The Debug and Trace classes provide error logging and assertion capabilities. These two classes are almost identical; the main differentiator is how they are used. The Debug class is used primarily in debug builds, while the Trace class is used in both debug and release builds.
For error logging and assertion, make use of the Debug and Trace classes where appropriate, then compile with the DEBUG symbol to enable the Debug class and the TRACE symbol to enable the Trace class. This is done using the /define:symbol compiler switch, or by using the #define preprocessor directive:
#define DEBUG // Equivalent to /d:DEBUG, activates Debug class #define TRACE // Equivalent to /d:TRACE, activates Trace class
Note that using the compiler switch defines the symbols for all the source files in the compilation, while using the preprocessor directive defines only the symbol for the source file the directive appears in.
If these symbols are defined, the Debug and Trace methods function normally. If these symbols are not defined, many of the calls into the Debug and Trace classes are optimized away by the compiler.
Since the Debug and Trace classes are almost identical, we will concentrate on the Debug class in the rest of this section, identifying anything that is specific to either the Debug or Trace classes separately.
The Debug class maintains a collection of TraceListener instances that are responsible for handling (storing, reporting, etc.) application messages. Applications log status messages using the static Debug.WriteXXX methods, which forward the messages to each of the listeners in the Debug.Listeners collection. By default the Listeners collection includes a single listener (DefaultTraceListener), which outputs the message to the system debug console. However, the application is free to add and remove listeners to direct the messages elsewhere.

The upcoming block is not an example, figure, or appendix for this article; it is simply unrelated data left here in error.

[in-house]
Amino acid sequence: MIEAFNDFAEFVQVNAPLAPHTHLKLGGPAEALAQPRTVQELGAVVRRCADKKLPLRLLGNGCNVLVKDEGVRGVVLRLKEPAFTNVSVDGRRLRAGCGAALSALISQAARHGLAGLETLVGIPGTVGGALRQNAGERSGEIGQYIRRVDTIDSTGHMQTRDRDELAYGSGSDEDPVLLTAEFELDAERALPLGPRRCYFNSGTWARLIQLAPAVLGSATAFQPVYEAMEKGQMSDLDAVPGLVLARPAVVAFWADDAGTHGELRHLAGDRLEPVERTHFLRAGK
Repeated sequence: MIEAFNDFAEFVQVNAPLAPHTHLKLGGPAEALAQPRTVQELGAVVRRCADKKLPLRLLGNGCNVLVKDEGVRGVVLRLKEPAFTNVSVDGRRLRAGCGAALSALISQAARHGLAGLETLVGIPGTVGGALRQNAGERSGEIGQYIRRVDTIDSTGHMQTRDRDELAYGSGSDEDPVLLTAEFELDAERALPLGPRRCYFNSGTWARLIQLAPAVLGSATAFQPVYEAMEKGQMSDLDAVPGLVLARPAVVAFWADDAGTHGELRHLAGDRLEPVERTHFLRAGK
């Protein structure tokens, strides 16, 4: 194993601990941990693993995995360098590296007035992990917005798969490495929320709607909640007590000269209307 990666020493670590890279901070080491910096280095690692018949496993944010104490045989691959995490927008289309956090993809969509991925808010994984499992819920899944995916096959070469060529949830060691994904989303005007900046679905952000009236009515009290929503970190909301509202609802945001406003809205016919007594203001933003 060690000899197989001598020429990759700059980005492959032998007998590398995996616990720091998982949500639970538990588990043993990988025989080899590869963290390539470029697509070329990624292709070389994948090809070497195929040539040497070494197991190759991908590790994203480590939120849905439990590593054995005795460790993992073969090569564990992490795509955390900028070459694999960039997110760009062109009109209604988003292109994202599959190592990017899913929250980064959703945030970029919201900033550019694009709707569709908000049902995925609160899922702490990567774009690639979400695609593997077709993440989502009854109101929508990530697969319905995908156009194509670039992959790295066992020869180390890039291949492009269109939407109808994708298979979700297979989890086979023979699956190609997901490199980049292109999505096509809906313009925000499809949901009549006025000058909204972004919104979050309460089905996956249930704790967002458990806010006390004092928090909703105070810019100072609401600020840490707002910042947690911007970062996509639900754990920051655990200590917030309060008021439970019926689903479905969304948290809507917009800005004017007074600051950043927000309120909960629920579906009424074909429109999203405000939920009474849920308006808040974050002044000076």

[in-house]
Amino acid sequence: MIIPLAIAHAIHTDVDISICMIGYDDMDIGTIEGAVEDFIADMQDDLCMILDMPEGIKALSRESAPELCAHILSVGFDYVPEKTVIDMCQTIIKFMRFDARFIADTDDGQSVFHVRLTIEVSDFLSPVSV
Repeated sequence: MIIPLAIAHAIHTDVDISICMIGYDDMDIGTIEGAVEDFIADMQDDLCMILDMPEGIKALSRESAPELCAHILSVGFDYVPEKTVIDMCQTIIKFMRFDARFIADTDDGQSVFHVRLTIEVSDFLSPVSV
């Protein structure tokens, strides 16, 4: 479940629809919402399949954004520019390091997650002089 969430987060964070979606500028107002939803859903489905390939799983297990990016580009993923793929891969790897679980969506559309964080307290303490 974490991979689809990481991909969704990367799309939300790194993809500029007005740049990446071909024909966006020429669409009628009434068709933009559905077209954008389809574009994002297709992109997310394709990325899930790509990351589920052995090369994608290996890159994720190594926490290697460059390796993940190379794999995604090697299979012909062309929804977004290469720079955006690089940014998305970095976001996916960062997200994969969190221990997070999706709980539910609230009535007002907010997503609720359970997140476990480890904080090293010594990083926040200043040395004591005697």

Adding and removing listeners can be done using a custom listener or one of the predefined listeners, such as the EventLogTraceListener, which logs messages to the Win32 event log, or the TextWriterTraceListener, which logs messages to a file or forwards them to another concrete type via an abstract TextWriter or Stream class, as the following code fragment demonstrates:
// Log messages to a file Debug.Listeners.Add(new TextWriteTraceListener("Debug.out")); TextWriter tw = Console.Out; // Get TextWriter for stdout Debug.Listeners.Add(new TextWriterTraceListener(tw)); Stream stm = GetNetworkStream( ); // Connects to remote listener Debug.Listeners.Add(new TextWriterTraceListener(stm));
Messages are written using the Write, WriteLine, WriteIf, and WriteLineIf overloads. Messages may optionally be assigned to a category, allowing listeners to group related messages. Messages may also be indented. Examples of using these methods are as follows:
Debug.Write("Send this to all listeners, uncategorized"); Debug.WriteLine("Error", "Group this message with other errors"); Debug.Indent( ); Debug.WriteLineIf(bLogging, "Hug a tree (indented)"); // conditional Debug.Unindent( );
When using listeners that may require cleanup, such as the TextWriterTraceListener, remember to call the Flush and Close methods on application shutdown, as follows:
Debug.Flush( ); // Flush underlying FileStream Debug.Close( ); // Close Debug.out file
A useful technique for detecting error conditions early is using asserts to verify class or method invariants. The Debug and Trace classes both provide Assert and Fail methods that test expressions and can optionally invoke the debugger or log messages when an assertion fails, as follows:
Debug.Assert(expression); // Use to check class or method invariants Debug.Assert(false, "Alert the listeners!"); // Log invalid assertions ... Trace.Fail("Unknown error - about to die horribly"); Trace.Assert(veryImportantInvariant); // Asserts in release builds too...